Caplich wind farm - our objection to a proposed wind farm threatening several of Scotland's wildest areas.
Future of Land Reform in Scotland - our response to the Government's consultation.
Talladh-a-Bheithe wind farm - our objection to a wind farm proposal that would industrialise part of Rannoch Moor.
School Wood housing development, Nethy Bridge - our objection to a proposed housing development in the Cairngorms National Park that would destroy an important area of ancient woodland.
'Core Areas of Wild Land' map - the SWLG's response to Scottish Natural Heritage's consultation on their 2013 Core Areas of Wild Land map, which may be adopted by the Scottish Government for use in planning policy.
'Sustainability and Planning' consultation - the SWLG's response to the Scottish Government's consultation on 'sustainable economic growth' and 'sustainable development' as priorities in planning policy.
Hill tracks campaign - launched in June 2013 in partnership with several other organisations, an appeal for members of the public to help stop the spread of hill tracks. This continues our long-running campaign to persuade the Government to bring unregulated hill tracks into the planning system.
National Planning Framework and Scottish Planning Policy - The SWLG's responses to the Government's consultations on the National Planning Framework (NPF3) and Scottish Planning Policy from July 2013 can be found here.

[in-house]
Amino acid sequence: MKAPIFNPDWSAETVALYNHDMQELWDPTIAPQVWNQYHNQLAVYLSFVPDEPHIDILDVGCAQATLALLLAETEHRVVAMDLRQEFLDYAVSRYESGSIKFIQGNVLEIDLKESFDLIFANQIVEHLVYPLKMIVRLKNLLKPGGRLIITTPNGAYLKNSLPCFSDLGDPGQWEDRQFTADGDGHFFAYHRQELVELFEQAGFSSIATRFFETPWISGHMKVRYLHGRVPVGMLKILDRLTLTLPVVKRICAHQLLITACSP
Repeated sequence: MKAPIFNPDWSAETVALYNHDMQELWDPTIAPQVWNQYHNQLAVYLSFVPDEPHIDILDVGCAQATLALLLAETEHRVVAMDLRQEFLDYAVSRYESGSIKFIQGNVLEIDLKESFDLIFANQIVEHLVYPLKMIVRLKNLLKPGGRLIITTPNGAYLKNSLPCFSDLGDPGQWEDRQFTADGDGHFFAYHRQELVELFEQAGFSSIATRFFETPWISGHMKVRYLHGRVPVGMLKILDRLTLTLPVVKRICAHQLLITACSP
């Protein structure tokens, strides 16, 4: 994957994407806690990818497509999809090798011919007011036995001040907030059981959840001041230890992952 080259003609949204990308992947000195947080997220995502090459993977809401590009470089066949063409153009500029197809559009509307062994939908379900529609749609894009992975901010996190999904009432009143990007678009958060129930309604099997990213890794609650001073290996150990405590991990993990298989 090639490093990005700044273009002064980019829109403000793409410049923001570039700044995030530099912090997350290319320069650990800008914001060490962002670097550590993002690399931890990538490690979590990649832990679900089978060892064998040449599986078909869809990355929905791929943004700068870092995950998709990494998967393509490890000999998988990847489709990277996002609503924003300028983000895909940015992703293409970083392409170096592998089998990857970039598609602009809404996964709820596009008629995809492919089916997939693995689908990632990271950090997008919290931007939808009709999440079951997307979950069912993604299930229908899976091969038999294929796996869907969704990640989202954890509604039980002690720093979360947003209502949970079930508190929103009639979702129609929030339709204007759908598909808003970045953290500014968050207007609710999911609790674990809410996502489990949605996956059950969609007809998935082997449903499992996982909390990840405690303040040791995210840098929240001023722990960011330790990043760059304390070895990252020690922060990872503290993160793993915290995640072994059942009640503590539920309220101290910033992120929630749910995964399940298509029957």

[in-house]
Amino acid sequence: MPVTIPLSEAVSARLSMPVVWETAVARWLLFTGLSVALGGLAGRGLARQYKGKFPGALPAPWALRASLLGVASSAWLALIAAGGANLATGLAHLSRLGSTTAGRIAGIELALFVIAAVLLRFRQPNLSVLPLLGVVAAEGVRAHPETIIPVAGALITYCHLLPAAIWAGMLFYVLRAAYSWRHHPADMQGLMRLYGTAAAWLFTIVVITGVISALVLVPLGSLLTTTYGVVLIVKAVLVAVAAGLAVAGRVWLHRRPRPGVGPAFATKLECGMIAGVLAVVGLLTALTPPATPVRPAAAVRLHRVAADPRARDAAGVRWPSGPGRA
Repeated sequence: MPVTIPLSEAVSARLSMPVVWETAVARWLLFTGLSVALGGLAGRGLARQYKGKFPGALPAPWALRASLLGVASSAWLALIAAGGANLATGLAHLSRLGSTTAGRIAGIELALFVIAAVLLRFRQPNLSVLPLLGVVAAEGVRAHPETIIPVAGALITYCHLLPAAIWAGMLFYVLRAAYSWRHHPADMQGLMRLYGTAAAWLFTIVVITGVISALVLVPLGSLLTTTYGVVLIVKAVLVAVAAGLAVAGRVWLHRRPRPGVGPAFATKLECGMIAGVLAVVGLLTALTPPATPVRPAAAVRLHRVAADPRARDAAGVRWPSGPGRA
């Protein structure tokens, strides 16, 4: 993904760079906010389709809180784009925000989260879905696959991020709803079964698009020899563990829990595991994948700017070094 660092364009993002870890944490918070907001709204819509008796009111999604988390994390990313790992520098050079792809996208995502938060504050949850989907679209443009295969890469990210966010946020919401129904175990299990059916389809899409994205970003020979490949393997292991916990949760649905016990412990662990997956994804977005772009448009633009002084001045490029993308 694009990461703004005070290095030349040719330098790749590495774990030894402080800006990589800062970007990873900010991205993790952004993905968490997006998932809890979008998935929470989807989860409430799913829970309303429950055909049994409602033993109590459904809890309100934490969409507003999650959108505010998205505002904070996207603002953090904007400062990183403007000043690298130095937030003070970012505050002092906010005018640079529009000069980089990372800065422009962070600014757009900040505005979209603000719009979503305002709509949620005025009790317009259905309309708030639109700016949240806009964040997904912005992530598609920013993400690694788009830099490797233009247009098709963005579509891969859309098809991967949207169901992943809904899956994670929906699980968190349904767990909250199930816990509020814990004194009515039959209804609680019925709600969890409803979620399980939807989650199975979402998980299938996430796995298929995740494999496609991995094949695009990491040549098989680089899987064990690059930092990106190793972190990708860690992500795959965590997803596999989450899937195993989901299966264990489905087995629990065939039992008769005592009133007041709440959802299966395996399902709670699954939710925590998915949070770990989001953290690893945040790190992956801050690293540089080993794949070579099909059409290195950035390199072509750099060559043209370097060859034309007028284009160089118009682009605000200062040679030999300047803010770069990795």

Wild land protection (National Planning Framework) - The SWLG responded to the Government's consultations on the National Planning Framework and Scottish Planning Policy (above). We also wrote a joint letter with 7 other Scottish environmental groups to urge the Government to give wild land meaningful protection.
Scarista wind turbine - SWLG objection to a proposed turbine at Scarista, on the coast of Harris.
Stronelairg wind farm - SWLG objection to large wind farm proposed for the heart of the Monadhliath mountains
Bhlaraidh wind farm - The SWLG objection to this proposed wind farm above Loch Ness
Nathro Hill wind farm - The SWLG objection to the wind farm proposed for Nathro Hill in Angus
Cairngorms New Town - The SWLG was recently involved in a legal challenge to prevent the construction of a new town in the Cairngorms National Park. Tim Ambrose gives the background to the case and an update on its progress. Disappointingly, the challenge was rejected in September 2012. The Cairngorms Campaign is leading an appeal against this judgement, with the SWLG's support - please help to fund this appeal if you can.
Hill tracks - response to the Scottish Government's proposed amendments to the General Permitted Development Amendment Order that would remove automatic Permitted Development Rights from hill tracks. Background to the SWLG's position can be found in this article from the Spring 2010 issue of Wild Land News.
Woodland Expansion - response to the Woodland Expansion Advisory Group's consultation on plans to increase woodland cover in Scotland. The final report can be found here.
Land Value Taxation - the essential reform - John Digney argues for an overhaul of taxation to reflect fundamental important of land to society as a whole.
Raptor persecution: 'a national disgrace' - Bob McMillan, former Assistant Chief Constable of Taydside Police and 'lead officer' on wildlife crime in Scotland argues that more needs to be done to tackle widespread persecution of Scotland's birds of prey.
The Tay Beavers - Louise Ramsay of the Scottish Wild Beaver Group provides an update on the population of wild beavers living on the Tay.